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Regular port-swiller Chuck asks:

What are your top 5 heroic pieces–Is there anything in particular that you’d recommend listening to that really gets your blood and testosterone flowing and gets you pumped up and in a mood to kick butt? I need some really motivating music to listen to while at work.  Thanks buddy!

Ah, heroical musick, eh?  Well, if Chuck means what I think he does, then one must turn to the Romantics for this sort of thing.  I don’t know what you do for a living, Chuck, or how much time or under what circumstances you can listen, but assuming a fairly unfettered atmosphere, here are some suggestions that come to mind:

Richard Wagner – (Ha! Surprised some of you, didn’t I?) Forget the “Ride of the Valkyries”.  Instead, try the Overture to the Flying Dutchman.  You’ll quickly realize that the score of every single sea-adventure movie ever made is based at least in part on it.

Gustav HolstThe Planets.  Most of it is rubbish, but the movements “Jupiter: Bringer of Jollity” or “Mars: Bringer of War” really stand out.  C.S. Lewis particularly mentions that he believed Holst got the true, Olympian meaning of “Jovial” down to a tee.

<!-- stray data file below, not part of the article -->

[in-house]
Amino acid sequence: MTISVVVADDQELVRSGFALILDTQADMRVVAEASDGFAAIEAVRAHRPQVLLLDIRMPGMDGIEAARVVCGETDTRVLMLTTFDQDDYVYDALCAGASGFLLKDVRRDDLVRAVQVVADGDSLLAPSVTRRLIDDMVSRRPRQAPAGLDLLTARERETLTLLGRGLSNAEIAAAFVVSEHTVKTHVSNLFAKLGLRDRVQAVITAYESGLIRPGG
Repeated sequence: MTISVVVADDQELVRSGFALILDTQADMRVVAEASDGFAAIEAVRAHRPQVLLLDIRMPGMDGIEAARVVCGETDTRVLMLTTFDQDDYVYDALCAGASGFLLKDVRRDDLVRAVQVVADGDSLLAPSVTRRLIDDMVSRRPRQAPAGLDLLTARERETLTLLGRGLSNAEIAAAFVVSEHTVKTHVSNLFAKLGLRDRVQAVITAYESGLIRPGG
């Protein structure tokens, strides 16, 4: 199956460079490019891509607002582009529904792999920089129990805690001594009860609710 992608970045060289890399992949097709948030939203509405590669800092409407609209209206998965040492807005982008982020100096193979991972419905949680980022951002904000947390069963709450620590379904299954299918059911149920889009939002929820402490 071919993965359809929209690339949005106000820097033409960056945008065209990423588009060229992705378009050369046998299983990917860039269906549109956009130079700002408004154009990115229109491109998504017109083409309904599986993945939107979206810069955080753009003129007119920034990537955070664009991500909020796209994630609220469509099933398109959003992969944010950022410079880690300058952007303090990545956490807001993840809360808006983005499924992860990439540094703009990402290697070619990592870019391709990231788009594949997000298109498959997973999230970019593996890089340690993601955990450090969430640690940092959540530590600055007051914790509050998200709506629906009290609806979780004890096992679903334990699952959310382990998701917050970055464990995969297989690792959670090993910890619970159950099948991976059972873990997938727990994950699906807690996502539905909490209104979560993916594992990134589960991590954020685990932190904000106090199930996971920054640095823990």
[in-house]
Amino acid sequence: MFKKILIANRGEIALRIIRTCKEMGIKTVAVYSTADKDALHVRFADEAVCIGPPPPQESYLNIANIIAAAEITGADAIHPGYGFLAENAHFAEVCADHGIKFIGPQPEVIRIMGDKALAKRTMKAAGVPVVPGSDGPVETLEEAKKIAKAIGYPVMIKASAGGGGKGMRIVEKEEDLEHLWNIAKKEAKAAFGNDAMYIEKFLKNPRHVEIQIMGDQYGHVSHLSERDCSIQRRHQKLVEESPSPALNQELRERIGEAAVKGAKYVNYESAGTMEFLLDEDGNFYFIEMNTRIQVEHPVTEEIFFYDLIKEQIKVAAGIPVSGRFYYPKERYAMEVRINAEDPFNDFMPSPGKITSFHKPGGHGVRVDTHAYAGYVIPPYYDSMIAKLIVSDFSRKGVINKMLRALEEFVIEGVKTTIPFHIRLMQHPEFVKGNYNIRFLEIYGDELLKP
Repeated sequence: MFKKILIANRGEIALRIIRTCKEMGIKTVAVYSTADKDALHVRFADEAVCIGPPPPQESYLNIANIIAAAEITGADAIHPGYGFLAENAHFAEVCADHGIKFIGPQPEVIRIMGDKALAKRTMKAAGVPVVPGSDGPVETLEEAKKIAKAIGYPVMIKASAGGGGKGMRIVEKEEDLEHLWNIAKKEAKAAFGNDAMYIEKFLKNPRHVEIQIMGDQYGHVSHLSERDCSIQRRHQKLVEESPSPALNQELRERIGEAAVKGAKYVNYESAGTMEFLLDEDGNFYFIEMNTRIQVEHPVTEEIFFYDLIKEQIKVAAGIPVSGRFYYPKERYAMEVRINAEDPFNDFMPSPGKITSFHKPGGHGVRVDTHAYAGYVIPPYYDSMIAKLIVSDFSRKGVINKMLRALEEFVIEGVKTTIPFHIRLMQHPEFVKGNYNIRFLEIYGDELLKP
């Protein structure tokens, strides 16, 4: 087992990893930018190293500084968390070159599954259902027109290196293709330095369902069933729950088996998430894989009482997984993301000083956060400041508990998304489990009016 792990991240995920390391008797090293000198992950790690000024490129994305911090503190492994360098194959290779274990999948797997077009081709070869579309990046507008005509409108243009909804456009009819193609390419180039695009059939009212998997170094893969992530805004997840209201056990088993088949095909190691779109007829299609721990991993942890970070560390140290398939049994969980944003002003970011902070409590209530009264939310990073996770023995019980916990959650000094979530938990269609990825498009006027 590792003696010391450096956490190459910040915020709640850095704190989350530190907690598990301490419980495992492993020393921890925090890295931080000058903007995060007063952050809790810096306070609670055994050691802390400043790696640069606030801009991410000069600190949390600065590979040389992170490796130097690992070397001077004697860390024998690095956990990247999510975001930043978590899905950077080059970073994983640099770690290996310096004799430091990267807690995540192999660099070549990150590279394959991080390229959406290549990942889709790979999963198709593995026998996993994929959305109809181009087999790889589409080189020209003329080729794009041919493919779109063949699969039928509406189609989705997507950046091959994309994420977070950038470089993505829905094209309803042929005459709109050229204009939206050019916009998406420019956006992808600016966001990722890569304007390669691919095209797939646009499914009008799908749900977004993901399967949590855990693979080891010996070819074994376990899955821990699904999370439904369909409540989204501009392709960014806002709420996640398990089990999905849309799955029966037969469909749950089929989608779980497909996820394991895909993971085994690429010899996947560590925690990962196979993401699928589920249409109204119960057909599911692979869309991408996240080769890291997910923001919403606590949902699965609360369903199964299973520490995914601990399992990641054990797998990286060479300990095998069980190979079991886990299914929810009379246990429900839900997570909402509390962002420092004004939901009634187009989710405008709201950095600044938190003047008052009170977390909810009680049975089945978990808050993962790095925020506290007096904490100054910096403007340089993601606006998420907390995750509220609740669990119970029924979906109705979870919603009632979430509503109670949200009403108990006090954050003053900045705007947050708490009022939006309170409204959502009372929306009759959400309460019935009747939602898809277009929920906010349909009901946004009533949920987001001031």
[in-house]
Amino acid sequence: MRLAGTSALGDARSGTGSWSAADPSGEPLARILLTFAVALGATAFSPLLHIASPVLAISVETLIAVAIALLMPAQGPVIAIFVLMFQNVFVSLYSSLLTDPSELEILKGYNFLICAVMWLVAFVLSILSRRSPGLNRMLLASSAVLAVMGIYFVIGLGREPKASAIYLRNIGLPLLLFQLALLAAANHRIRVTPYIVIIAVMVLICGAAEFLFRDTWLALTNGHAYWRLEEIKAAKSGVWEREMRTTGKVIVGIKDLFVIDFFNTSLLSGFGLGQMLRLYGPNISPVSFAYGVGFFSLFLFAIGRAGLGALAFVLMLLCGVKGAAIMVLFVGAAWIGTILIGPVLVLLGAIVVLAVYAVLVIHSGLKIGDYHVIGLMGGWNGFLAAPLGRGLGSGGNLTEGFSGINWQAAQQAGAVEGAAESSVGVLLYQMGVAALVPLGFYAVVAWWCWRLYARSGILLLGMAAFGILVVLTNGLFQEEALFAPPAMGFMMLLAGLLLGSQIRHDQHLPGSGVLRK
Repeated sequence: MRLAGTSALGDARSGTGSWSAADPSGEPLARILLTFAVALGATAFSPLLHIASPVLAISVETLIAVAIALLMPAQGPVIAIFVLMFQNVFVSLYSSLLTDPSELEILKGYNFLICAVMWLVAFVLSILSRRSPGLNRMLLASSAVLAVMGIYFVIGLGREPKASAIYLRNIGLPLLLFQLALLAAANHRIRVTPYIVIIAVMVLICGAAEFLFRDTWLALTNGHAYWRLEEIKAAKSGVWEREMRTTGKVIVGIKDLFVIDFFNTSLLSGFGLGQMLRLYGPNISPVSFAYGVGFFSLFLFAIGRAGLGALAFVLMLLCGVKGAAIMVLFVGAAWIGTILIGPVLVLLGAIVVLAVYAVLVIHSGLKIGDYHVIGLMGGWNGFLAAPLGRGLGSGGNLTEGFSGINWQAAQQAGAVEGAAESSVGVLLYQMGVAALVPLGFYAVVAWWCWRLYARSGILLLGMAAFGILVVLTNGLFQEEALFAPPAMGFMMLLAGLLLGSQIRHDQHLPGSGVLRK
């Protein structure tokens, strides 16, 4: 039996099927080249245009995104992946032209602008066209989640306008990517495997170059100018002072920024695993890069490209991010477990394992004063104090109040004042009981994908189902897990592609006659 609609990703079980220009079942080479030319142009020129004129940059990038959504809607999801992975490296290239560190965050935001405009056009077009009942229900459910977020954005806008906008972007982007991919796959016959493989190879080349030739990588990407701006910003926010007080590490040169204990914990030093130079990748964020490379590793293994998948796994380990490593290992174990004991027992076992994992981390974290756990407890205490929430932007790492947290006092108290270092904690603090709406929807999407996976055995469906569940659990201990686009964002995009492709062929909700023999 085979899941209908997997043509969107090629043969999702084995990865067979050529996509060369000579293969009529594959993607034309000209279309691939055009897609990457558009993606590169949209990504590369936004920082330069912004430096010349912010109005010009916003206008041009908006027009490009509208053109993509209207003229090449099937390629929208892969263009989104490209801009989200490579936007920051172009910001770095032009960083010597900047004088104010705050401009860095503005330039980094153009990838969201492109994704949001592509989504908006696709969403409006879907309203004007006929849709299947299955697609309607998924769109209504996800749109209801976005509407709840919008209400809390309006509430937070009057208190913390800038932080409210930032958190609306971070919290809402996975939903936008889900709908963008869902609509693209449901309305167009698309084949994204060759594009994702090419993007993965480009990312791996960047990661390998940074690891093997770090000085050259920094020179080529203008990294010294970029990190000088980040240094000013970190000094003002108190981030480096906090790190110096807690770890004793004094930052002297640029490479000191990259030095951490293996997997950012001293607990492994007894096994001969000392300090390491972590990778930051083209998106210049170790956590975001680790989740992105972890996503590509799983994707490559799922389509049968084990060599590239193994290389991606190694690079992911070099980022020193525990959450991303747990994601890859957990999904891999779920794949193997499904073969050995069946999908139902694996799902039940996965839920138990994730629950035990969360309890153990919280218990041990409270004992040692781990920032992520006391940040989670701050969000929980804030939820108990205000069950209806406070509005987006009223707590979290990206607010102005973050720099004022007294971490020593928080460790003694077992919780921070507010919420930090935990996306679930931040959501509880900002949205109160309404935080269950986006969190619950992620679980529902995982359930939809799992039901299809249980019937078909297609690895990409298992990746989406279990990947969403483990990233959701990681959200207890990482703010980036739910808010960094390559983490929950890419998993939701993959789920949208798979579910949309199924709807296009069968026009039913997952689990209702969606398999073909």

Robert SchumannSymphony No. 4 in D minor.  I’ve always thought this to be Schumann’s best and it’s been a personal favorite since I was a little boy.

Felix MendelssohnSymphony No. 3 in A minor (“The Scottish”).  A big, wide, rolling work meant to capture the spirit of the Highlands.

Johannes Brahms – Among his shorter pieces, try the “Academic Festival” Overture.  All of his symphonies are fine, too, although I think the 1st and the 4th are by far the sternest ones.  Indeed, the 4th was described by a friend of Brahms as sounding “like two dreadfully intelligent people beating the daylights out of each other.”

Antonin DvorakSymphony No. 9 in E minor (“From The New World”) – which I’m listening to as I type this.  He wrote it to commemorate a visit to America and it is said to contain some “Indian” themes.  If you haven’t got time for this, his Carnival Overture is pretty good to.

Camille Saint-SaensSymphony No. 3 in C minor (The “Organ”) – I know a fair number of people who profess to be moved by this piece.  I find it okay, but am not really all that taken with it.   I throw it out simply because it seems to be popular.

And here’s a bonus for you:  I have always loved the soundtrack from Star Trek II: The Wrath of Khan.  How much of that has to do with the quality of the musick itself and how much has to do with my love of the movie, I couldn’t say.  All I know is that it always pumps me up.

Of course, this is a pretty basic list.  There are plenty of other choices and, in the end, it’s really a matter of personal taste.  I’d suggest sampling these pieces.  If you like one, try more by the same composer.  If not, move on to another.


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July 2009